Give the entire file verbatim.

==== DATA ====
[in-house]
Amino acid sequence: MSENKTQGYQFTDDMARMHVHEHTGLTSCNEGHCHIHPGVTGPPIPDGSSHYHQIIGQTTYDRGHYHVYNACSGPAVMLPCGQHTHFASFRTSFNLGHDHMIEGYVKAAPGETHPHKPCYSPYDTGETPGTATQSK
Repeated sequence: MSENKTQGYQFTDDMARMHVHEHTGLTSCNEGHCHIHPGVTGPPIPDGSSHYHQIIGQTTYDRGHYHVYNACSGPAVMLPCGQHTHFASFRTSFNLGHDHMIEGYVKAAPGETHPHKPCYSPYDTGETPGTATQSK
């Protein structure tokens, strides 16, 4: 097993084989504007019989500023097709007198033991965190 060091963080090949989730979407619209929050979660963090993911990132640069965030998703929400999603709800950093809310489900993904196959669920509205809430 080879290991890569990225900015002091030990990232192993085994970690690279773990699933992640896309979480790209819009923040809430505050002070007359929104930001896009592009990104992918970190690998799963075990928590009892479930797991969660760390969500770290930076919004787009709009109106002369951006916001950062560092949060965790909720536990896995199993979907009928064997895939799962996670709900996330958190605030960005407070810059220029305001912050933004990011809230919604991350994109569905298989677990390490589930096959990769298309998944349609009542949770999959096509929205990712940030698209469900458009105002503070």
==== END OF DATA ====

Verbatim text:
[in-house]
Amino acid sequence: MSENKTQGYQFTDDMARMHVHEHTGLTSCNEGHCHIHPGVTGPPIPDGSSHYHQIIGQTTYDRGHYHVYNACSGPAVMLPCGQHTHFASFRTSFNLGHDHMIEGYVKAAPGETHPHKPCYSPYDTGETPGTATQSK
Repeated sequence: MSENKTQGYQFTDDMARMHVHEHTGLTSCNEGHCHIHPGVTGPPIPDGSSHYHQIIGQTTYDRGHYHVYNACSGPAVMLPCGQHTHFASFRTSFNLGHDHMIEGYVKAAPGETHPHKPCYSPYDTGETPGTATQSK
């Protein structure tokens, strides 16, 4: 097993084989504007019989500023097709007198033991965190 060091963080090949989730979407619209929050979660963090993911990132640069965030998703929400999603709800950093809310489900993904196959669920509205809430 080879290991890569990225900015002091030990990232192993085994970690690279773990699933992640896309979480790209819009923040809430505050002070007359929104930001896009592009990104992918970190690998799963075990928590009892479930797991969660760390969500770290930076919004787009709009109106002369951006916001950062560092949060965790909720536990896995199993979907009928064997895939799962996670709900996330958190605030960005407070810059220029305001912050933004990011809230919604991350994109569905298989677990390490589930096959990769298309998944349609009542949770999959096509929205990712940030698209469900458009105002503070």